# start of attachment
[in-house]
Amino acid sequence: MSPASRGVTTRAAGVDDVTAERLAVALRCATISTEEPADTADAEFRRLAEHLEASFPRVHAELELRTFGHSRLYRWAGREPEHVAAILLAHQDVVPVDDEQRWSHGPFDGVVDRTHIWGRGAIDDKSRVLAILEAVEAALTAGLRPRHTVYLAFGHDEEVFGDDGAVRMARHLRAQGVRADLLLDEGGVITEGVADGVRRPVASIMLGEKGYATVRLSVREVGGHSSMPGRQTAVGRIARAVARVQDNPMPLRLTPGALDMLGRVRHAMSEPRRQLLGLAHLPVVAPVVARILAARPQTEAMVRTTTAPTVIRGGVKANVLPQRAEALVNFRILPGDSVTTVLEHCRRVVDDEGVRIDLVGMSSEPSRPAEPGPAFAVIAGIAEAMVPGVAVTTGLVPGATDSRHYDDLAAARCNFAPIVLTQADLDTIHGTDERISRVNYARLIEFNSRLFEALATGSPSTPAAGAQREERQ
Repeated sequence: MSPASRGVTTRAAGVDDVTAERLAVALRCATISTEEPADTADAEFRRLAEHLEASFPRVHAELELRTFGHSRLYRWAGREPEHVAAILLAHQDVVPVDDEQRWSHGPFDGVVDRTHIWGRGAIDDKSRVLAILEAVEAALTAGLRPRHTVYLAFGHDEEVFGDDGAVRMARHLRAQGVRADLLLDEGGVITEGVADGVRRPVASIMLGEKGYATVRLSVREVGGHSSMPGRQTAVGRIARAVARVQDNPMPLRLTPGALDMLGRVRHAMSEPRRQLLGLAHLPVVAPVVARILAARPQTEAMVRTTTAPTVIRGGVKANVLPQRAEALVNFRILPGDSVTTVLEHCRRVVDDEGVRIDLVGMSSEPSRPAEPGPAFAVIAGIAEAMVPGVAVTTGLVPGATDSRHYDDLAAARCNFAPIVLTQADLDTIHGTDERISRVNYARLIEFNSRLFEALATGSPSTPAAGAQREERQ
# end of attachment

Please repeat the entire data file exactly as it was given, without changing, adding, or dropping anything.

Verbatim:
[in-house]
Amino acid sequence: MSPASRGVTTRAAGVDDVTAERLAVALRCATISTEEPADTADAEFRRLAEHLEASFPRVHAELELRTFGHSRLYRWAGREPEHVAAILLAHQDVVPVDDEQRWSHGPFDGVVDRTHIWGRGAIDDKSRVLAILEAVEAALTAGLRPRHTVYLAFGHDEEVFGDDGAVRMARHLRAQGVRADLLLDEGGVITEGVADGVRRPVASIMLGEKGYATVRLSVREVGGHSSMPGRQTAVGRIARAVARVQDNPMPLRLTPGALDMLGRVRHAMSEPRRQLLGLAHLPVVAPVVARILAARPQTEAMVRTTTAPTVIRGGVKANVLPQRAEALVNFRILPGDSVTTVLEHCRRVVDDEGVRIDLVGMSSEPSRPAEPGPAFAVIAGIAEAMVPGVAVTTGLVPGATDSRHYDDLAAARCNFAPIVLTQADLDTIHGTDERISRVNYARLIEFNSRLFEALATGSPSTPAAGAQREERQ
Repeated sequence: MSPASRGVTTRAAGVDDVTAERLAVALRCATISTEEPADTADAEFRRLAEHLEASFPRVHAELELRTFGHSRLYRWAGREPEHVAAILLAHQDVVPVDDEQRWSHGPFDGVVDRTHIWGRGAIDDKSRVLAILEAVEAALTAGLRPRHTVYLAFGHDEEVFGDDGAVRMARHLRAQGVRADLLLDEGGVITEGVADGVRRPVASIMLGEKGYATVRLSVREVGGHSSMPGRQTAVGRIARAVARVQDNPMPLRLTPGALDMLGRVRHAMSEPRRQLLGLAHLPVVAPVVARILAARPQTEAMVRTTTAPTVIRGGVKANVLPQRAEALVNFRILPGDSVTTVLEHCRRVVDDEGVRIDLVGMSSEPSRPAEPGPAFAVIAGIAEAMVPGVAVTTGLVPGATDSRHYDDLAAARCNFAPIVLTQADLDTIHGTDERISRVNYARLIEFNSRLFEALATGSPSTPAAGAQREERQ